July 24, 2004

mortar and pestoA million years ago, when Meg in Paris and I were roomies in a coachhouse on Seminary Avenue in Chicago, we had a concrete planter out front. At this point in time my culinary capabilities extended to boiling water. And I didn't always know what to use that water for - my girlfriend at the time laughed for seven minutes solid when I asked how to cook frozen ravioli. Boiling just didn't seem right at the time.

Now, I mention the planter because in that planter, Meg in Paris (who was then just Meg in Chicago, planning to go to Paris possibly) planted a variety of basils. We had lemon basil, purple basil, Italian basil, you name it. At the end of the season, Meg made a big batch of pesto, which I instantly fell in love with. Thanks to my limited skills, I assumed she'd used some sort of voodoo to make the basil in our garden turn into pesto in my belly.

Until tonight, I'd never tried making pesto. When the farmer's market my wife and I went to this morning had basil on sale, I knew my pesto-making-virginity was soon to end. And it did, deliciously.

Here's the recipe I used, cobbled together from a couple of cookbook recipes and an Internet formula or two:


3 cups basil leaves, cleaned very well, spun dry
3 cloves garlic, peeled, crushed
3 tablespoons pine nuts
1/2 cup grated Parmagiano Reggiano cheese
1/4 cup grated Romano cheese
½ cup olive oil
Kosher Salt

Since it was my first time, I fel it was important to do things the old fashioned way, in a mortar with a pestle. I have a mortar and pestle thanks to the old girlfriend mentioned above.

Start by combining the garlic and salt. Mash with mortar and work the salt in to the garlic. Add the pinenuts. Mash and press in a circular motion with the pestle until the garlic, salt, and nuts are all well incorporated.

Add the basil leaves a bunch at a time. You can shred the leaves ahead of time to be more thorough, but I took them whole. Continue working the basil into the mix until you have a mostly uniform paste with no big leaves left. At this point, add the cheeses and mix throughly. I had to transfer the mix to a bowl to do this becasue my mortar had no room. Use a fork to mix the cheeses into the paste. Finally, add the olive oil and mash into the paste with the fork.

Taste for salt. It probably won't need any since the cheeses are pretty salty.

Serve on pasta or spread on crostini and broil. Heck, eat it by the spoonful if you want. It's much better than those store bought pestos and you made it yourself.

Posted by Barrett in Maryland at July 24, 2004 9:01 PM | TrackBack Print-friendly version

Sounds delicious, Barrett - I haven't made pesto in years but now is certainly the season. The only small thing I do differently is to toast the pine nuts a little in a dry frying pan before adding them; it brings out the nuttiness a little more.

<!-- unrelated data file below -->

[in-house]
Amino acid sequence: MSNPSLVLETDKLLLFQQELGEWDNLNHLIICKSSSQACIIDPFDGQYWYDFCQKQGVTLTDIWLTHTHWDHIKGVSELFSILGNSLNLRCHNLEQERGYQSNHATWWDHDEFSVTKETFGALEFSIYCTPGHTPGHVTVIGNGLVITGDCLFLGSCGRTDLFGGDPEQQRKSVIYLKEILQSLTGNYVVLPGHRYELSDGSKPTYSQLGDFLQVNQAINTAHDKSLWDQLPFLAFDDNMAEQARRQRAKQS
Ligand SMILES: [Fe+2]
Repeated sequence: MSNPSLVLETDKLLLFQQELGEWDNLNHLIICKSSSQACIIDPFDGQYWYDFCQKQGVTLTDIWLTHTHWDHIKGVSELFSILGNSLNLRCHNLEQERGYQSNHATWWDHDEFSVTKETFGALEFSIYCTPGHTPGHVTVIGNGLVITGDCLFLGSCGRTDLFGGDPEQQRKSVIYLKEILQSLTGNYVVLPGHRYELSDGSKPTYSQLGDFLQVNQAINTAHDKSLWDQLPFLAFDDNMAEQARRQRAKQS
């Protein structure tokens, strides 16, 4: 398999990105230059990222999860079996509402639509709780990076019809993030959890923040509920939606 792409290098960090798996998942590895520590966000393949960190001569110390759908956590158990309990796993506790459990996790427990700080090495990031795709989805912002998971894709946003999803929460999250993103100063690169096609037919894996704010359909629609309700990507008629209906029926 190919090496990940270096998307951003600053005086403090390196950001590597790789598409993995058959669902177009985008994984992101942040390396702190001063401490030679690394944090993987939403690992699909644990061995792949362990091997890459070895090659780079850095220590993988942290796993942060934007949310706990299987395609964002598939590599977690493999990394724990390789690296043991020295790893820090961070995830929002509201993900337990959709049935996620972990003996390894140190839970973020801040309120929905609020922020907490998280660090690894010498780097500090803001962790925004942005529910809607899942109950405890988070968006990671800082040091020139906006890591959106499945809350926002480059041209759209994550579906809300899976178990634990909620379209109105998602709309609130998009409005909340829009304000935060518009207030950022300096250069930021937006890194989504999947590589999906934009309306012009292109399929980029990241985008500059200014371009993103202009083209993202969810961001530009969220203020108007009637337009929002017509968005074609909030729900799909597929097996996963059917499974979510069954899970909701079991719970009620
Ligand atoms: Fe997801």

As for those days on Seminary, I remember the basil garden well as it was the only time in my life I have successfully managed to grow it in such quantitites. I guess Chicago summers are ideal for basil! As I recall it, though, I was trying unsuccessfully to reproduce Leona's spinach and basil pesto and tried so often that you and the ex-girlfriend/ex-friend eventually rebelled and refused to eat any more pesto. Ever. Glad to see the damage wasn't permanent!

Posted by Meg in Paris on July 25, 2004 at 6:36 AM

I don't remember swearing off pesto, but I can certainly believe I did it in my foolish youth. We did tend to be single minded about dinner choices in that house.

And by "we" I think you know who I mean.

Posted by Barrett on July 25, 2004 at 2:47 PM

Meg, do you toast the nuts in a dry pan or do you use oil?

I'm growing some nice basil on my patio. I'm just worried that that the heat will kill it off.

Posted by Todd on July 26, 2004 at 9:14 AM

I toast them dry. They don't burn as suddenly and unexpectedly as sesame seeds but you have to watch them too.

As for killing off the basil, I think that as long as you give them loads of water they can stand almost any amount of heat. Chicago is a lot hotter and more humid than Paris and I think that's why it grows better there. Then again, what do I know? I have only grown it successfully once!

Posted by Meg in Paris on July 26, 2004 at 10:01 AM

Thanks for the mortar and pestle inspiration, Barrett! I am committing to try it the next time I make pesto. I usually make it in a food processor, and for some reason have been a little intimidated by the traditional method. I remember reading that when someone wants to work at Chez Panisse, Alice Waters tests them by making them make pesto by hand for something like forty people.

Posted by jen on July 26, 2004 at 5:39 PM

From my own brief experience, I can tell you that if I took the Alice Waters test, I'd end up with forearms like Popeye.

It's hard work, but well worth it!

Posted by Barrett on July 27, 2004 at 1:17 PM

My second effort making pesto, but first with mortar & pestle, looks, smells & tastes outstanding. Next time I will definitely chop down the garlic first, it takes the most time and is the hardest to reduce down.

Posted by Ian H on December 30, 2004 at 2:15 PM
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